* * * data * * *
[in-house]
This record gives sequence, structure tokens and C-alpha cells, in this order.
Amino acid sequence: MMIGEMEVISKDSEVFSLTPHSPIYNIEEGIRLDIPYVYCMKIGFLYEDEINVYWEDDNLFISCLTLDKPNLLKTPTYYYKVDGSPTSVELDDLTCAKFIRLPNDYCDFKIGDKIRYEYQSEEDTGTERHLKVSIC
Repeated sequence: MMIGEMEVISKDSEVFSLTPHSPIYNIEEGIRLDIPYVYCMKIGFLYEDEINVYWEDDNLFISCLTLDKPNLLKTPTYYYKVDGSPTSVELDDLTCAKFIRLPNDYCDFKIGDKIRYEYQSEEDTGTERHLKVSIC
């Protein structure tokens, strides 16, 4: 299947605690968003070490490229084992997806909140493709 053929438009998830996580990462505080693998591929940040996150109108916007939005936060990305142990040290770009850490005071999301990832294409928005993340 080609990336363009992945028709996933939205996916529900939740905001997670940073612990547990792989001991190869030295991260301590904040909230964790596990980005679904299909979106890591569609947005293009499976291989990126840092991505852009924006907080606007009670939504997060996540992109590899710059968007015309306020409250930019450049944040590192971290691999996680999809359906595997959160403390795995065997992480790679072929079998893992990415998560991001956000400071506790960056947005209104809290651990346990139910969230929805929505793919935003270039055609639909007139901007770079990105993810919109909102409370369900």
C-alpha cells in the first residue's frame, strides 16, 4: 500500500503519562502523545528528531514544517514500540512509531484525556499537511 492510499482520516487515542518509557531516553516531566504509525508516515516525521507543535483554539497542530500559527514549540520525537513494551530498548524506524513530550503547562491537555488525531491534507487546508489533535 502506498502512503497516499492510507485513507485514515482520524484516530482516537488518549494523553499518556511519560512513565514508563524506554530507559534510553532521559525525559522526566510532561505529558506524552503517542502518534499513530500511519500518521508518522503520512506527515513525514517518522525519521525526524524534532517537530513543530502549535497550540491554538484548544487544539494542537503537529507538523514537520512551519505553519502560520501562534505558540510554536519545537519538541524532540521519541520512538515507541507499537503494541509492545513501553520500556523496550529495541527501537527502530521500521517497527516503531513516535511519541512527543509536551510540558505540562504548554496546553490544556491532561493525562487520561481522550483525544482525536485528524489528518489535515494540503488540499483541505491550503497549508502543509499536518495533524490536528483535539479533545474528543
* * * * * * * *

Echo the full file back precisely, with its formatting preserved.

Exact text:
[in-house]
This record gives sequence, structure tokens and C-alpha cells, in this order.
Amino acid sequence: MMIGEMEVISKDSEVFSLTPHSPIYNIEEGIRLDIPYVYCMKIGFLYEDEINVYWEDDNLFISCLTLDKPNLLKTPTYYYKVDGSPTSVELDDLTCAKFIRLPNDYCDFKIGDKIRYEYQSEEDTGTERHLKVSIC
Repeated sequence: MMIGEMEVISKDSEVFSLTPHSPIYNIEEGIRLDIPYVYCMKIGFLYEDEINVYWEDDNLFISCLTLDKPNLLKTPTYYYKVDGSPTSVELDDLTCAKFIRLPNDYCDFKIGDKIRYEYQSEEDTGTERHLKVSIC
């Protein structure tokens, strides 16, 4: 299947605690968003070490490229084992997806909140493709 053929438009998830996580990462505080693998591929940040996150109108916007939005936060990305142990040290770009850490005071999301990832294409928005993340 080609990336363009992945028709996933939205996916529900939740905001997670940073612990547990792989001991190869030295991260301590904040909230964790596990980005679904299909979106890591569609947005293009499976291989990126840092991505852009924006907080606007009670939504997060996540992109590899710059968007015309306020409250930019450049944040590192971290691999996680999809359906595997959160403390795995065997992480790679072929079998893992990415998560991001956000400071506790960056947005209104809290651990346990139910969230929805929505793919935003270039055609639909007139901007770079990105993810919109909102409370369900």
C-alpha cells in the first residue's frame, strides 16, 4: 500500500503519562502523545528528531514544517514500540512509531484525556499537511 492510499482520516487515542518509557531516553516531566504509525508516515516525521507543535483554539497542530500559527514549540520525537513494551530498548524506524513530550503547562491537555488525531491534507487546508489533535 502506498502512503497516499492510507485513507485514515482520524484516530482516537488518549494523553499518556511519560512513565514508563524506554530507559534510553532521559525525559522526566510532561505529558506524552503517542502518534499513530500511519500518521508518522503520512506527515513525514517518522525519521525526524524534532517537530513543530502549535497550540491554538484548544487544539494542537503537529507538523514537520512551519505553519502560520501562534505558540510554536519545537519538541524532540521519541520512538515507541507499537503494541509492545513501553520500556523496550529495541527501537527502530521500521517497527516503531513516535511519541512527543509536551510540558505540562504548554496546553490544556491532561493525562487520561481522550483525544482525536485528524489528518489535515494540503488540499483541505491550503497549508502543509499536518495533524490536528483535539479533545474528543